I was lucky to have two grandmothers who lived into their nineties. The long years of their widowhood saw me through my youth and early adult years. My father used to bring them over for Sunday dinners and get them a little liquored up and set them arguing about politics or sex or religion. He regarded it as a kind of education for himself and for his children to be in earshot of these articulate and contentious women. They were opposites. 

My mother's mother was a Catholic and a schoolteacher and a Democrat, each of which endeavors she did in the idolatrous style of the Irish. Ahead of her times in all ways, she was fond of reminding us more or less on the hour. Her father had immigrated from County Kilkenny, worked the mines and mills in the upper peninsula. And his daughter, Marvel Grace, came downstate to attend college at Ann Arbor, civilize her husband, and correct the morals and sentence structure of her large extended family until the day she died. She was precise, steadfast, self-certain, and irrepressible. 

My father's mother was a Methodist. A Dutch reform type, a member of the DAR, a homemaker and gardener who kept her own council. A steady woman, and an Eisenhower Republican; she voted for him well into the 1980s. The only scandalous thing she'd ever done was fall in love with an Irish Catholic—no small adventure in the 1920s, when the denominations did not mix so well as they do today. Think Shi’a and Sunni, think Belfast in the marching season. Think Limbaugh and Franken. As was the style in the early 20th century, she converted to Catholicism in order to marry my grandfather, Eddie Lynch.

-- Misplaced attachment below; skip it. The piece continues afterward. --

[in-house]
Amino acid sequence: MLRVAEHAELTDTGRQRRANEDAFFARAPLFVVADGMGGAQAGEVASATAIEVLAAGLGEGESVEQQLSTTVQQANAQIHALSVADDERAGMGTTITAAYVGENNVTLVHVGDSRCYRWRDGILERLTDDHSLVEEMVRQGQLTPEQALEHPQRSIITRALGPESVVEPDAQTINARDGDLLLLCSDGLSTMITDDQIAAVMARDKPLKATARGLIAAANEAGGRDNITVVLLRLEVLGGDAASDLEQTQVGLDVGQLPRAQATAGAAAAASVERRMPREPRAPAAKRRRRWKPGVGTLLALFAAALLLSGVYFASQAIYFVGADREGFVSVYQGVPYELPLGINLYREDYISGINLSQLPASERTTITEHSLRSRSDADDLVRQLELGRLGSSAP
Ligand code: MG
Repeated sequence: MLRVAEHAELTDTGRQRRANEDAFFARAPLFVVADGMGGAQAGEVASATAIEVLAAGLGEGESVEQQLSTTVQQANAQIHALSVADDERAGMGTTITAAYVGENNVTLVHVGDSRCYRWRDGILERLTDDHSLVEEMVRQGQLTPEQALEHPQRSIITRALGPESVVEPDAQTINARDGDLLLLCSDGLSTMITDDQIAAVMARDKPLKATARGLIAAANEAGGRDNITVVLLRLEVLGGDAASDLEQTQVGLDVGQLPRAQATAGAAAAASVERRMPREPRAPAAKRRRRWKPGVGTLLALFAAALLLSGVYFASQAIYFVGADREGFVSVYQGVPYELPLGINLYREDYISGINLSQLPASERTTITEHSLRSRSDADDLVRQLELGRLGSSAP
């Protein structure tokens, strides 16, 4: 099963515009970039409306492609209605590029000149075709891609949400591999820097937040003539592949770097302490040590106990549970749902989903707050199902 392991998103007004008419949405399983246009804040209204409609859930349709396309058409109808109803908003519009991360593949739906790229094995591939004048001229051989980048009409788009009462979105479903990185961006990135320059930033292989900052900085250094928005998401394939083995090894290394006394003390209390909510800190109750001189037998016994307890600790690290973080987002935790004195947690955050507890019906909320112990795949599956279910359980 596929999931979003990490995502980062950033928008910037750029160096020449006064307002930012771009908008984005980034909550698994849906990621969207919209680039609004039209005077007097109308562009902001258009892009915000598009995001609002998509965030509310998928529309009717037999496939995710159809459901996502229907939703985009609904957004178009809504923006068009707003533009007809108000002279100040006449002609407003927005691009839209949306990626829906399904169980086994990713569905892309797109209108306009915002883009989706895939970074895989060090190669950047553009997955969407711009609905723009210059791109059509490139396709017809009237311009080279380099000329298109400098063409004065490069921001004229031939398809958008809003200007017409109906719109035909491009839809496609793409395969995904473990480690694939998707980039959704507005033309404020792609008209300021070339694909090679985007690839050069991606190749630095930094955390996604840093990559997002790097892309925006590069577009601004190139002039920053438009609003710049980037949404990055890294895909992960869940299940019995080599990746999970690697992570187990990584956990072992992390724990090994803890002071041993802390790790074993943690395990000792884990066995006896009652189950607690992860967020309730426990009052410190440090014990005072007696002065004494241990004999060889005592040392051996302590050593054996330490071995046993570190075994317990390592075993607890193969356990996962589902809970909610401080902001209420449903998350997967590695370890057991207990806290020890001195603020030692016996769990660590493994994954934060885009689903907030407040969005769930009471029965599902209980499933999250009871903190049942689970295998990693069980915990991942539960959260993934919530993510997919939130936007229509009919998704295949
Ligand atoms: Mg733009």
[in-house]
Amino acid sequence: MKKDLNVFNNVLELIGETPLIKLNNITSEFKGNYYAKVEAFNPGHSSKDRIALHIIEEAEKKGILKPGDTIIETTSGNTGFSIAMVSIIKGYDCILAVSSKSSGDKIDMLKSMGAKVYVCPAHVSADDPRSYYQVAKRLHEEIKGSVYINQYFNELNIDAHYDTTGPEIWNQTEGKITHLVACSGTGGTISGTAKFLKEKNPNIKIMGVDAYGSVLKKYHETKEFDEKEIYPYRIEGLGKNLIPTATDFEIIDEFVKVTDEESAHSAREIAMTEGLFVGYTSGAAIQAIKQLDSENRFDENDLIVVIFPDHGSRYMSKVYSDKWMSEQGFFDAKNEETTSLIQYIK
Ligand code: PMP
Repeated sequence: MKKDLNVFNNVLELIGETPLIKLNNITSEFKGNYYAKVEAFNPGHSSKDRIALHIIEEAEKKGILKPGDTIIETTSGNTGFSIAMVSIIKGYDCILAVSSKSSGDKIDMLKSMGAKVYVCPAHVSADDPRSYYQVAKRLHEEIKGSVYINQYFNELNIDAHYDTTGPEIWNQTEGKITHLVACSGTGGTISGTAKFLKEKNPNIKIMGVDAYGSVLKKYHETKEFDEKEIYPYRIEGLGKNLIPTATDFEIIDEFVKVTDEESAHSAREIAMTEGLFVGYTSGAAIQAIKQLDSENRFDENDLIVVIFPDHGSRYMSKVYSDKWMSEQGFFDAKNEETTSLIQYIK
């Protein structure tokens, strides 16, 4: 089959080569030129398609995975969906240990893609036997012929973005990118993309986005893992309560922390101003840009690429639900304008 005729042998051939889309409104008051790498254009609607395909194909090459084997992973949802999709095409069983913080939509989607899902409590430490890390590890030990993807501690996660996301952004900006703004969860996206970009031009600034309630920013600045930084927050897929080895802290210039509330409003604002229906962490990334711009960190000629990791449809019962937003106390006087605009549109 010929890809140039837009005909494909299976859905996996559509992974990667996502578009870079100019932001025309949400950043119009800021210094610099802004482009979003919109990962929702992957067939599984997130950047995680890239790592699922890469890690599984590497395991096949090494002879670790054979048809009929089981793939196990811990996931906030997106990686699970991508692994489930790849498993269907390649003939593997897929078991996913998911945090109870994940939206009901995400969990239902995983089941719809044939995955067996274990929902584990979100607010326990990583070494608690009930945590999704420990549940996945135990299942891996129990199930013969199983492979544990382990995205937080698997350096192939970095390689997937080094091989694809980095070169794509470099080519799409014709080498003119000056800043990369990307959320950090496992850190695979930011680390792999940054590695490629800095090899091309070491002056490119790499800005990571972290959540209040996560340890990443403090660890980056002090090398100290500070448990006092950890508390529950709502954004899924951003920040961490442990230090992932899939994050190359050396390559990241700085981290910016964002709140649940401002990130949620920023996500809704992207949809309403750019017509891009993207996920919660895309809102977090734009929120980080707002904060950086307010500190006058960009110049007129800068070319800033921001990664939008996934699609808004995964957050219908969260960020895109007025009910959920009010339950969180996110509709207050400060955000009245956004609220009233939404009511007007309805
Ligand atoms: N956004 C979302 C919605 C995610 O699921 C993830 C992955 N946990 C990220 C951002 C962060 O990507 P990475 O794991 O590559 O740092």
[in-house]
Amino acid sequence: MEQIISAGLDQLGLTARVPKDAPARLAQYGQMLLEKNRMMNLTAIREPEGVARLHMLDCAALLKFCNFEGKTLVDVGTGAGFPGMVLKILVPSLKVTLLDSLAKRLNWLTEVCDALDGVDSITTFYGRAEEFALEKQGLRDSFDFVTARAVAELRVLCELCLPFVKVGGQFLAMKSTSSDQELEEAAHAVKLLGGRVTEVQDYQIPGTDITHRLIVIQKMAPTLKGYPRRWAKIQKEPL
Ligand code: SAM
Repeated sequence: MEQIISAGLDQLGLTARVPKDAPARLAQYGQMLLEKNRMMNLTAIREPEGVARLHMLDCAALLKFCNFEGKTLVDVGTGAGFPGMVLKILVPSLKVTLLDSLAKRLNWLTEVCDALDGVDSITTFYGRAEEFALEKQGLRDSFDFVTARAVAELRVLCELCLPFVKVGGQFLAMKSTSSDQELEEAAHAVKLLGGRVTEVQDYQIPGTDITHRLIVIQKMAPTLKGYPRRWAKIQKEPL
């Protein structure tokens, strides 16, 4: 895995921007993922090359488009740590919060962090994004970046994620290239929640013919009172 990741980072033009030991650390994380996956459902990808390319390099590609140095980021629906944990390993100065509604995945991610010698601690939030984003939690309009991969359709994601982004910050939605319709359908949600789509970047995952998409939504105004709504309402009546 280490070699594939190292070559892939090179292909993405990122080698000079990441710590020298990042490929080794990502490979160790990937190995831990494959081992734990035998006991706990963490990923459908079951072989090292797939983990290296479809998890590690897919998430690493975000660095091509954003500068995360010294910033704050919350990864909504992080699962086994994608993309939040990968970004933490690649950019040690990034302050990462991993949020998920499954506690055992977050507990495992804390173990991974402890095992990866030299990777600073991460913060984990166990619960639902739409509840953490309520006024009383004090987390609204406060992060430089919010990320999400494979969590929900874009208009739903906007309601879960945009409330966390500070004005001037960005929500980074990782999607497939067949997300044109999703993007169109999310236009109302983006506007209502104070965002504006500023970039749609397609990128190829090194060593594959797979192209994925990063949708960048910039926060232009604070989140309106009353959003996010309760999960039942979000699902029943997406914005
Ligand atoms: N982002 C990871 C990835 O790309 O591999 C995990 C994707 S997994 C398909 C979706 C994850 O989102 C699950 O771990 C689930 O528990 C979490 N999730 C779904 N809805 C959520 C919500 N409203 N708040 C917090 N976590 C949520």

She would often tell us the story of her coming to be a member of the “one true church,” as she called it, with a proper dose of irreverence. “The priest splashed a little water on me, Tom, and said, ‘Geraldine, you were born a Methodist and raised a Methodist. Thanks be to God, now you're Catholic.’” Some months after the conversion and the eventual nuptial, she was out in the backyard barbecuing tenderloin steaks on the first Friday in Lent, when one of my grandfather's brother knights leapt over the back fence to upbraid her for the smell of beef rising over a Catholic household in the holy season. My grandmother blushed, listened to the man, grabbed the garden hose, splashed the grill with it, and proclaimed: “You were born cows, raised cows. Thanks be to God, now you're fish.”

In this way my grandmother, God bless her, was asserting authority. The authority of every good cook, every good writer, every author, to name and proclaim, to pronounce, to transfigure, to translate whatever reality they choose. “We are all the same but different, Tom,” she’d tell me; “all God's children, everyone.”